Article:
42. 42.

    Adam, P. Saltmarsh Ecology (Cambridge Univ. Press, Cambridge, 1990).

  43. 43.

    Marani, M., Lanzoni, S., Silvestri, S. & Rinaldo, A. Tidal landforms, patterns of halophytic vegetation and the fate of the lagoon of Venice. J. Mar. Syst. 51, 191–210 (2004).

    Article  Google Scholar 

  44. 44.

    Shumway, S. W. & Bertness, M. D. Salt stress limitation of seedling recruitment in a salt marsh plant community. Oecologia 92, 490–497 (1992).

    Article  Google Scholar 

  45. 45.

    van Ledden, M., van Kesteren, W. G. M. & Winterwerp, J. C. A conceptual framework for the erosion behaviour of sand–mud mixtures. Cont. Shelf Res. 24, 1–11 (2004).

    Article  Google Scholar 

  46. 46.

    Vargas-Luna, A., Crosato, A., & Calvani, G. Representing plants as rigid cylinders in experiments and models.Adv. Water 93, 205–222 (2016).

    Article  Google Scholar 

  47. 47.

    Nardin, W. & Edmonds, D. A. Optimum vegetation height and density for inorganic sedimentation in deltaic marshes. Nat. Geosci. 7, 722–726 (2014).

    Article  Google Scholar 

  48. 48.

    Meire, D. W. S. A., Kondziolka, J. M. & Nepf, H. M. Interaction between neighboring vegetation patches: impact on flow and deposition. Water Resour. Res. 50, 3809–3825 (2014).

    Article  Google Scholar 

  49. 49.

    Ungar, I. A. Population characteristics, growth, and survival of the halophyte Salicornia europaea. Ecology 68, 569–575 (1987).

    Article  Google Scholar 

  50. 50.

    Schwanghart, W. & Kuhn, N. J. TopoToolbox: a set of Matlab functions for topographic analysis. Environ. Model. Softw. 25, 770–781 (2010).

    Article  Google Scholar 

  51. 51.

    Marani, M., Lanzoni, S., Zandolin, D., Seminara, G. & Rinaldo, A. Tidal meanders. Water Resour. Res. 38, 1225 (2002).

    Article  Google Scholar 

Download references

Acknowledgements

We thank M. Kleinhans for discussions on the evolution of vegetated landscapes under varying morphological development rates and H. Mariash for discussions on further implications of our findings. This research was partly supported by the Hedwige Prosper polder project financed by the Vlaams-Nederlandse Scheldecommissie (VNSC), Waterwegen & Zeekanaal (W&Z) and the Provincie Zeeland. The research presented here was partly supported by the Dutch Technology Foundation STW (Vici project 13709), which is part of the Netherlands Organisation for Scientific Research (NWO), and which is partly funded by the Ministry of Economic Affairs.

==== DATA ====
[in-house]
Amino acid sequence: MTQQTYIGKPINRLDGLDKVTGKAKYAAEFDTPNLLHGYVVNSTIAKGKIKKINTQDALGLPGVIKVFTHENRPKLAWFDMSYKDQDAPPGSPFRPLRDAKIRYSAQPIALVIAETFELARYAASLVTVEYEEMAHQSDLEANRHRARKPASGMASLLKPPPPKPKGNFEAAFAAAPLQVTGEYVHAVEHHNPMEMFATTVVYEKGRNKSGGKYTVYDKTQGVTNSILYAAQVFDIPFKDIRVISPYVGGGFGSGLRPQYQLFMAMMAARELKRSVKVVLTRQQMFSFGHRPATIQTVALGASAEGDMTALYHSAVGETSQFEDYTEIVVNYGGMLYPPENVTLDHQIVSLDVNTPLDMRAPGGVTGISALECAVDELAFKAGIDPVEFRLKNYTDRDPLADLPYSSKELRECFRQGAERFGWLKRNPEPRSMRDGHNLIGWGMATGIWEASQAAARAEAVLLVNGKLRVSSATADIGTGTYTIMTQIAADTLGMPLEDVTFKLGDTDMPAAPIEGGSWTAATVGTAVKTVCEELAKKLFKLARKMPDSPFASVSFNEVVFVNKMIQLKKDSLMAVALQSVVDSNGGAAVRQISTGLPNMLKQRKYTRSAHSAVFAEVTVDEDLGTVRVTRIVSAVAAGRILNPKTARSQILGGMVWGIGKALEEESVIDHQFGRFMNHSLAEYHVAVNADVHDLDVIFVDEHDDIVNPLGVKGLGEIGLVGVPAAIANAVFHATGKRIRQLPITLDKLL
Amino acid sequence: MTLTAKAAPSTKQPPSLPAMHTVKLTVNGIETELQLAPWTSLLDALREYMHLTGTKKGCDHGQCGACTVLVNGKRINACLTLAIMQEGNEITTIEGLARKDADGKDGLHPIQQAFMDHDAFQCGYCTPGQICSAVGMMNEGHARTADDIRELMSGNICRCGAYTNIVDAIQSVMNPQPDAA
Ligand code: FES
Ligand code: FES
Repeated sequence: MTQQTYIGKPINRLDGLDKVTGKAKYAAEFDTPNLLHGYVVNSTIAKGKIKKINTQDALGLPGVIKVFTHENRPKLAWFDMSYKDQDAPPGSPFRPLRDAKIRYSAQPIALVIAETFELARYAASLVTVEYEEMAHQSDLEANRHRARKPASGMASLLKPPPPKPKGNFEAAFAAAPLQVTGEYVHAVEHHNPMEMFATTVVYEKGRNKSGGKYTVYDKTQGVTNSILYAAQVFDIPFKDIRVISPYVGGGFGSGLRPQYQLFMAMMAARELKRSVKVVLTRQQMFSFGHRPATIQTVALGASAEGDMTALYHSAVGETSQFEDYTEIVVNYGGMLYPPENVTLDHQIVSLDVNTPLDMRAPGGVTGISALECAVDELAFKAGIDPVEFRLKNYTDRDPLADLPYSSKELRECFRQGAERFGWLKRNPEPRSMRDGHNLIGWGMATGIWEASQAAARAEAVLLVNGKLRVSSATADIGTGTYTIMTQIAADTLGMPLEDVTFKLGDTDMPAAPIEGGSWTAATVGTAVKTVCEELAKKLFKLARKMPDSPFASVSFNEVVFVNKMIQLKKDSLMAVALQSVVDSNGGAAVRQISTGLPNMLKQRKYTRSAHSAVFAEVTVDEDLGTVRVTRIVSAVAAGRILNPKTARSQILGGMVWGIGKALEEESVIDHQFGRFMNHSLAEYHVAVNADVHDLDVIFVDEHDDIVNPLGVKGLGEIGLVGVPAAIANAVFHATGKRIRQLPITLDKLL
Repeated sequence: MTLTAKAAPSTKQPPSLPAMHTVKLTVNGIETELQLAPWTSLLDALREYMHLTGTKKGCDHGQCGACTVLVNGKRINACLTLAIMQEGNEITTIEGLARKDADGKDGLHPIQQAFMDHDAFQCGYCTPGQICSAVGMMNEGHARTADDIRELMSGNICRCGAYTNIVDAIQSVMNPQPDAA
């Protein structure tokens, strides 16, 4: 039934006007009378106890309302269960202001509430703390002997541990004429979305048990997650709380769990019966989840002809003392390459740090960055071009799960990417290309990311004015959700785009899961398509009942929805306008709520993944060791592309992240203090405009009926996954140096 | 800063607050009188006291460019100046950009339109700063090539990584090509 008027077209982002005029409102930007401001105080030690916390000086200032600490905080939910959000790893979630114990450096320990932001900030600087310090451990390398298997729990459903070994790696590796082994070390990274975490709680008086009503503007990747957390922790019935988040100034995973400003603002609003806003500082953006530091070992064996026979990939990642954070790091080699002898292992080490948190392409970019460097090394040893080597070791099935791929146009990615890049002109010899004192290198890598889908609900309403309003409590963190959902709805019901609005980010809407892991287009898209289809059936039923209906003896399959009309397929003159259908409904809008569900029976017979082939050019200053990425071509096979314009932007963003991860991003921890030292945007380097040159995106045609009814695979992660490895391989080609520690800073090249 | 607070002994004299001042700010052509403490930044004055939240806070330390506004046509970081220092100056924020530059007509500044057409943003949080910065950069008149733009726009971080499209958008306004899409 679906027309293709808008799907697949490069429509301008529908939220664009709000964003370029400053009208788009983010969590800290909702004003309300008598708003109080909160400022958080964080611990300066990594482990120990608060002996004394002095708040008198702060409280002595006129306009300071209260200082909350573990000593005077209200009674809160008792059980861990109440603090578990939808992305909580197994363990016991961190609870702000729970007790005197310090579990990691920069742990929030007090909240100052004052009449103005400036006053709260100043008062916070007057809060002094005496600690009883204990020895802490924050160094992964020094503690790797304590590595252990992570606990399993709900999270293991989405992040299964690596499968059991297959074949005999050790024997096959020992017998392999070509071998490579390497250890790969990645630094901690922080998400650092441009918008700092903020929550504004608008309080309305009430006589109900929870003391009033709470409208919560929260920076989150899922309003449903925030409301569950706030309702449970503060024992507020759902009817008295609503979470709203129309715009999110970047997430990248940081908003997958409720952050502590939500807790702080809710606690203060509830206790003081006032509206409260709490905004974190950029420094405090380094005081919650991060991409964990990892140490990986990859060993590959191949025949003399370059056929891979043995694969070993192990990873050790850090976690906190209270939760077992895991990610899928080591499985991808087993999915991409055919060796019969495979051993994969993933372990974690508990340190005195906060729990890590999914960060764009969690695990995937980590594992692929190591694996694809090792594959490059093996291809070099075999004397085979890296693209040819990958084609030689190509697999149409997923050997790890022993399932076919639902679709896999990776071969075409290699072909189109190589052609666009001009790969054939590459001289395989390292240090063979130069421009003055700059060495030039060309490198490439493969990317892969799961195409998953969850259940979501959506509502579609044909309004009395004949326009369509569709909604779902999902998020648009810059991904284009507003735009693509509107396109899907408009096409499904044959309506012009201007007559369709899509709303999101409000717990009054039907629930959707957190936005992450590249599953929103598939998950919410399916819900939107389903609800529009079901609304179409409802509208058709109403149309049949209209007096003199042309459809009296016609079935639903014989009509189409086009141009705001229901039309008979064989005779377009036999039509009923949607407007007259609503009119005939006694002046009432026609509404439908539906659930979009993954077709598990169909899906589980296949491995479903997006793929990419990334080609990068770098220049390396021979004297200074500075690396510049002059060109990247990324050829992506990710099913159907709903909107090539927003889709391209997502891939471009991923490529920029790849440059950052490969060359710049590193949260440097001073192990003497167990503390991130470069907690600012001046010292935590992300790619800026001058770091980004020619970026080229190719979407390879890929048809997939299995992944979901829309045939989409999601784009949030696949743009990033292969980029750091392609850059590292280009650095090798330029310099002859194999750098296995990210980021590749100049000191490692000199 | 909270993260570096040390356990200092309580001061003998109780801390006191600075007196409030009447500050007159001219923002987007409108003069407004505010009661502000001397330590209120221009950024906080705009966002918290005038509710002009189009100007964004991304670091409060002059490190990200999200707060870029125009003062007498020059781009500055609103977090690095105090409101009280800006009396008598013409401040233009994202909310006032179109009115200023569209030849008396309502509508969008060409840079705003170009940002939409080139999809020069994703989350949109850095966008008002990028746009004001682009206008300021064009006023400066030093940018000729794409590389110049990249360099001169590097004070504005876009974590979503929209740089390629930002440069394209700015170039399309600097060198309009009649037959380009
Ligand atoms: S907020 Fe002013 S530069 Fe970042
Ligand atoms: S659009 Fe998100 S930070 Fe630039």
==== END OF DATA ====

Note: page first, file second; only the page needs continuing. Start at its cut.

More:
Author information

Affiliations

Authors

Contributions

C.S, O.G., N.C. and J.v.B. designed the model experiments and analysed the data. Z.Z., G.R. and J.v.d.K. contributed to interpreting the paper. C.S., S.T. and T.J.B. wrote the paper.

Corresponding author

Correspondence to Christian Schwarz.

Additional information

Publisher’s note: Springer Nature remains neutral with regard to jurisdictional claims in published maps and institutional affiliations.

Supplementary information

Supplementary Information

Supplementary Tables and Figures

Rights and permissions

Reprints and Permissions

About this article

Verify currency and authenticity via CrossMark

Cite this article

Schwarz, C., Gourgue, O., van Belzen, J. et al. Self-organization of a biogeomorphic landscape controlled by plant life-history traits. Nature Geosci 11, 672–677 (2018). https://doi.org/10.1038/s41561-018-0180-y

Download citation

Further reading

Search

Quick links

Nature Briefing

Sign up for the Nature Briefing newsletter — what matters in science, free to your inbox daily.

Get the most important science stories of the day, free in your inbox. Sign up for Nature Briefing